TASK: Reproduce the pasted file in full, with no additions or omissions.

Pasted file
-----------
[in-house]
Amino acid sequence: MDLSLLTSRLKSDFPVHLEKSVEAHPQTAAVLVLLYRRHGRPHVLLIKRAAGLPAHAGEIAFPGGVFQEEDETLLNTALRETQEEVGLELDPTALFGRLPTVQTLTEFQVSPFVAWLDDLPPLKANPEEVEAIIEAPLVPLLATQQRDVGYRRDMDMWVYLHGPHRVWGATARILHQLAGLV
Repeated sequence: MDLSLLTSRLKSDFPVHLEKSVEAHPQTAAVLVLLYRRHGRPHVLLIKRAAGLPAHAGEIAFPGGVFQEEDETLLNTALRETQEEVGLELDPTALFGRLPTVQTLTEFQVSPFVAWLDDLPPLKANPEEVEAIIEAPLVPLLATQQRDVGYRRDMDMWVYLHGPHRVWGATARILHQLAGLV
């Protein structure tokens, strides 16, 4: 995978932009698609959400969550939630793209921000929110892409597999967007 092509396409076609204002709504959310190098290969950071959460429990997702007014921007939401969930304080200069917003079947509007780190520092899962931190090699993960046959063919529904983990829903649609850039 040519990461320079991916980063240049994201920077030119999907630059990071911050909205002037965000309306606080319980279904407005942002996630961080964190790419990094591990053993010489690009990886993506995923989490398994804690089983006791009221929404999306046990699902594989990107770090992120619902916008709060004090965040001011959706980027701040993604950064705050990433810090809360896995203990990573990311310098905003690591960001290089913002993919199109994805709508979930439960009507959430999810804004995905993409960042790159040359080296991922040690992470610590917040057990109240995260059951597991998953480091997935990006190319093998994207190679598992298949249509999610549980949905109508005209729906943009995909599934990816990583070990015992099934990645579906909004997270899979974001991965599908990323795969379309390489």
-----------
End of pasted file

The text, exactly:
[in-house]
Amino acid sequence: MDLSLLTSRLKSDFPVHLEKSVEAHPQTAAVLVLLYRRHGRPHVLLIKRAAGLPAHAGEIAFPGGVFQEEDETLLNTALRETQEEVGLELDPTALFGRLPTVQTLTEFQVSPFVAWLDDLPPLKANPEEVEAIIEAPLVPLLATQQRDVGYRRDMDMWVYLHGPHRVWGATARILHQLAGLV
Repeated sequence: MDLSLLTSRLKSDFPVHLEKSVEAHPQTAAVLVLLYRRHGRPHVLLIKRAAGLPAHAGEIAFPGGVFQEEDETLLNTALRETQEEVGLELDPTALFGRLPTVQTLTEFQVSPFVAWLDDLPPLKANPEEVEAIIEAPLVPLLATQQRDVGYRRDMDMWVYLHGPHRVWGATARILHQLAGLV
């Protein structure tokens, strides 16, 4: 995978932009698609959400969550939630793209921000929110892409597999967007 092509396409076609204002709504959310190098290969950071959460429990997702007014921007939401969930304080200069917003079947509007780190520092899962931190090699993960046959063919529904983990829903649609850039 040519990461320079991916980063240049994201920077030119999907630059990071911050909205002037965000309306606080319980279904407005942002996630961080964190790419990094591990053993010489690009990886993506995923989490398994804690089983006791009221929404999306046990699902594989990107770090992120619902916008709060004090965040001011959706980027701040993604950064705050990433810090809360896995203990990573990311310098905003690591960001290089913002993919199109994805709508979930439960009507959430999810804004995905993409960042790159040359080296991922040690992470610590917040057990109240995260059951597991998953480091997935990006190319093998994207190679598992298949249509999610549980949905109508005209729906943009995909599934990816990583070990015992099934990645579906909004997270899979974001991965599908990323795969379309390489």